News Hunt backs AstraZeneca against Omicron after study raises doubts
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Hunt backs AstraZeneca against Omicron after study raises doubts

AstraZeneca offers strong protection against serious illness and death, Mr Hunt said. Photo: ABC
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Health Minister Greg Hunt has reassured Australians that the AstraZeneca vaccine still has strong results against serious illness and death from the Omicron COVID variant, despite a British study warning it has “no protective effect” against the virulent new strain.

It comes as the federal government prepares to reopen international borders to foreign workers and students on Wednesday, following a two-week pause on the plan as the Omicron variant emerged.

“The advice continues to be that all of our vaccines provide strong, clear protection against serious illness, hospitalisation and loss of life. That is a very important point,” Mr Hunt said on Monday.

“The evidence on transmissibility, that’s under consideration.”

Greg Hunt children vaccine
Health Minister Greg Hunt. Photo: Getty

Britain’s Health Security Agency published a study on Saturday that examined the effectiveness of the Pfizer and AstraZeneca vaccines against the Omicron variant. The pre-print paper, which has not yet been peer-reviewed but was published on the British government’s website, raised concerns that the vaccines were less effective at stopping transmission of Omicron than previous strains such as Delta.

Initial studies indicate Omicron causes a milder illness and less severe symptoms than Delta. However, it appears to be more transmissible than previous strains. Britain is battling a surge of Omicron, described as a “tidal wave” by Prime Minister Boris Johnson.

The British study of 581 people found that, for people immunised with two doses of AstraZeneca, “there was no protective effect of vaccination against symptomatic disease with Omicron from 15 weeks after the second dose”.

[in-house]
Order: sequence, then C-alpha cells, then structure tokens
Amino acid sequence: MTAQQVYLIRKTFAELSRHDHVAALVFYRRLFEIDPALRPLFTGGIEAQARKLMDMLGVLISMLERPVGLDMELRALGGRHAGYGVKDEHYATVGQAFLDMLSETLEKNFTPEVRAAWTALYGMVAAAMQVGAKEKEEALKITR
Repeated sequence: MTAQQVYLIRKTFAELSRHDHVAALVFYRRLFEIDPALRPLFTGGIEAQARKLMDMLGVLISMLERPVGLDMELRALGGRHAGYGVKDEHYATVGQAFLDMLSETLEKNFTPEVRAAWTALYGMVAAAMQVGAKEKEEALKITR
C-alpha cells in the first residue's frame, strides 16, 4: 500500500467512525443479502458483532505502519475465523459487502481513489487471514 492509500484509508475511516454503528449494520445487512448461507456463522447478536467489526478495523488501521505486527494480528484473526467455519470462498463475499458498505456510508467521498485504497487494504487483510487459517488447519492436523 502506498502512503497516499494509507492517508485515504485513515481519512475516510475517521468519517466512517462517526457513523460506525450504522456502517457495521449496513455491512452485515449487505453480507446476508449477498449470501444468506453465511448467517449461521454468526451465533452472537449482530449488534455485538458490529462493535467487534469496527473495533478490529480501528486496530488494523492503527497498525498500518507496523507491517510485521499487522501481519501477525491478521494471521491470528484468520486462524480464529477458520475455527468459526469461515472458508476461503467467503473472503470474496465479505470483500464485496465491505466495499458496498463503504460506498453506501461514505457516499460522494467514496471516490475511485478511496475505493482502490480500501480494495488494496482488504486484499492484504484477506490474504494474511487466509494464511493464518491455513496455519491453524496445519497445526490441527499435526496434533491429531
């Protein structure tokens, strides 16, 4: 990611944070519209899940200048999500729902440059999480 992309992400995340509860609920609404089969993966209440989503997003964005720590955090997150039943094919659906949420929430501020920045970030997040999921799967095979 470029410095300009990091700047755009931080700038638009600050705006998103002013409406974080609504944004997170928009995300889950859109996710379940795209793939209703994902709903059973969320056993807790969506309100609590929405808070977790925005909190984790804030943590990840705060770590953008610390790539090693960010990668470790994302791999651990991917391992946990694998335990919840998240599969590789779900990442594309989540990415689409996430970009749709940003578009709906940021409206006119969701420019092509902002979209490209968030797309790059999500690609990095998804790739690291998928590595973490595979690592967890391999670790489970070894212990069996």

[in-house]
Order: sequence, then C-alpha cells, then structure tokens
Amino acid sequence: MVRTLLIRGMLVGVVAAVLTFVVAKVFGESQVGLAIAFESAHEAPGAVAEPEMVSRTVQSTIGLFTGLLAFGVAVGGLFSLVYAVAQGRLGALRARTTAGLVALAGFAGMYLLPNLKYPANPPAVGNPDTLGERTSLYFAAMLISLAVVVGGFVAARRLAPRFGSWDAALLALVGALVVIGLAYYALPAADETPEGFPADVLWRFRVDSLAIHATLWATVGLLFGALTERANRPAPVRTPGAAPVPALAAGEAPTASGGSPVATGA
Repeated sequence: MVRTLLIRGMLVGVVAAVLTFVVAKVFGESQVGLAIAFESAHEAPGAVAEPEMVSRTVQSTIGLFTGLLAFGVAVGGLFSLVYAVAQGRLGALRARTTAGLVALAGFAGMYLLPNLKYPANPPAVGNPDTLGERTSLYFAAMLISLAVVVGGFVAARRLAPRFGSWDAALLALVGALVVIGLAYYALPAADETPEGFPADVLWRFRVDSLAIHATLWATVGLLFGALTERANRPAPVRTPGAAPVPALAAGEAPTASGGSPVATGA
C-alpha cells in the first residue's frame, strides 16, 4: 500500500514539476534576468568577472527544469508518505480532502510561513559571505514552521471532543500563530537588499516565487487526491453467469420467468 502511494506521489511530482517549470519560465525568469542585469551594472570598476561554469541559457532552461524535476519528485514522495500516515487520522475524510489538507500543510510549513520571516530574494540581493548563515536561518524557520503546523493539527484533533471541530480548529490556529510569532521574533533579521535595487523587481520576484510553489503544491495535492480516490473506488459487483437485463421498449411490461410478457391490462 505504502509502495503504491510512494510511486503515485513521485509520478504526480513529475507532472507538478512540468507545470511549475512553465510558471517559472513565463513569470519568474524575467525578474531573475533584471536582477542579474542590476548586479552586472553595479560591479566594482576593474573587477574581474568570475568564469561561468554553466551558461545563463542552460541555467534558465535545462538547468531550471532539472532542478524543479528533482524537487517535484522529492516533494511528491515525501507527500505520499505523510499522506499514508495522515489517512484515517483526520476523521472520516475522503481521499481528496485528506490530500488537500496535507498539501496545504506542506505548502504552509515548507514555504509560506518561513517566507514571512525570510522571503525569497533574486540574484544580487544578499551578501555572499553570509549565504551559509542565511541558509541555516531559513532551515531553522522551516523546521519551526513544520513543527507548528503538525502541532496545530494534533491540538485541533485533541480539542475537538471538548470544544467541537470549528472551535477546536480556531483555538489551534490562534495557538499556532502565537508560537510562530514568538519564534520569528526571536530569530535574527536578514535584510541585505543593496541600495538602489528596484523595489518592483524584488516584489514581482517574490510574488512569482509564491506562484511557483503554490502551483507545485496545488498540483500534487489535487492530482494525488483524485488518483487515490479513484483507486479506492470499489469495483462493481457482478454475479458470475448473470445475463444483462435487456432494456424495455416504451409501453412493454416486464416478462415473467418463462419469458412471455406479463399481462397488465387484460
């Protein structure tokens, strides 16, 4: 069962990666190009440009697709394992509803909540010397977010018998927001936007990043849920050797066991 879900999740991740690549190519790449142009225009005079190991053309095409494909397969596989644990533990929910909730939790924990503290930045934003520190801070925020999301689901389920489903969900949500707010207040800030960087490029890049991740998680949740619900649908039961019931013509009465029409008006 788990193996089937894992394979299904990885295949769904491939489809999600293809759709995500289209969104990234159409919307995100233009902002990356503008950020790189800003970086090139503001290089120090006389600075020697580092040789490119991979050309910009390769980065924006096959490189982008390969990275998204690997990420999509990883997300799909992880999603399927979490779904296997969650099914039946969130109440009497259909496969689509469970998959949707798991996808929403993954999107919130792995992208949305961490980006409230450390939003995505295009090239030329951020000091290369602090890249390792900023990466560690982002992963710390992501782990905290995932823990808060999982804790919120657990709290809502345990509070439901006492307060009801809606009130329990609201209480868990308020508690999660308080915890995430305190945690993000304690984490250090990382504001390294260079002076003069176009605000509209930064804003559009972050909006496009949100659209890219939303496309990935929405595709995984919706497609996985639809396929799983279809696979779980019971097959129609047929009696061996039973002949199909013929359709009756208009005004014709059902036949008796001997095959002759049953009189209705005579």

For those receiving Pfizer, the vaccine’s effectiveness at stopping Omicron transmission was pegged at between 34 and 37 per cent, from 15 weeks after a second dose.

Fifteen weeks is just short of four months. Britain is offering COVID booster shots just three months after a second dose.

On Sunday, the Australian government announced boosters would be available five months after a second dose, revised down from six months.

The same study found that a Pfizer booster for people who’d received two AstraZeneca jabs raised vaccine effectiveness to 71.4 per cent as little as two weeks after the shot. For people receiving a Pfizer booster after two primary Pfizer doses, that effectiveness was 75.5 per cent.

Mr Hunt, who had two shots of AstraZeneca before a Moderna booster on Sunday, said he and Australia’s top health officials were aware of the study and considering its implications.

“They have considered all of the international evidence and their determination was to bring forward the boosters by one month and they have had extensive reviews of the whole range of international evidence,” he said.

“We will continue to follow the medical evidence and if there were additional advice, we will follow that.”

Mr Hunt said the Australian Technical Advisory Group on Immunisation had discussed the issue “at length and in great depth”. He said Omicron was believed to be more transmissible and less severe, but stressed current vaccines still have strong benefits against serious illness, hospitalisation and death.

“More evidence is required. It’s too early to call out definitively but the
evidence is growing that it may well be more transmissible on the one hand, but [vaccines have] strong protection against serious illness and hospitalisation and loss of life on the other hand,” Mr Hunt said.

The government is encouraging Australians to get a booster if they are more than five months on from their second vaccine dose. Pfizer and Moderna are available, with nearly 700,000 people as of Sunday having already received a third shot.

“There are over 8500 primary care sites, over 9000 sites all up with state clinics. If you’re due for your booster, whether it’s Moderna, whether it’s Pfizer, there’s an opportunity everywhere,” Mr Hunt said on Sunday.

Also on Monday, he confirmed Australia’s borders would reopen to international workers and students on Wednesday, as planned. That reopening, initially flagged for December 1, was delayed two weeks over the emergence of the Omicron variant.

Travel restrictions will also ease for those coming from Japan and South Korea, as Prime Minister Scott Morrison reaffirmed at a press conference alongside visiting Korean President Moon Jae-In.

“The borders will be reopened both to Korea and to Japan and for skilled migration and for students as we conclude the pause that we announced several weeks ago,” Mr Morrison said in Canberra.

“This is made possible because Korea and Australia have both shared a COVID-19 experience … we are two countries that have had one of the lowest death rates from COVID in the world. We have both got one of the strongest economies.”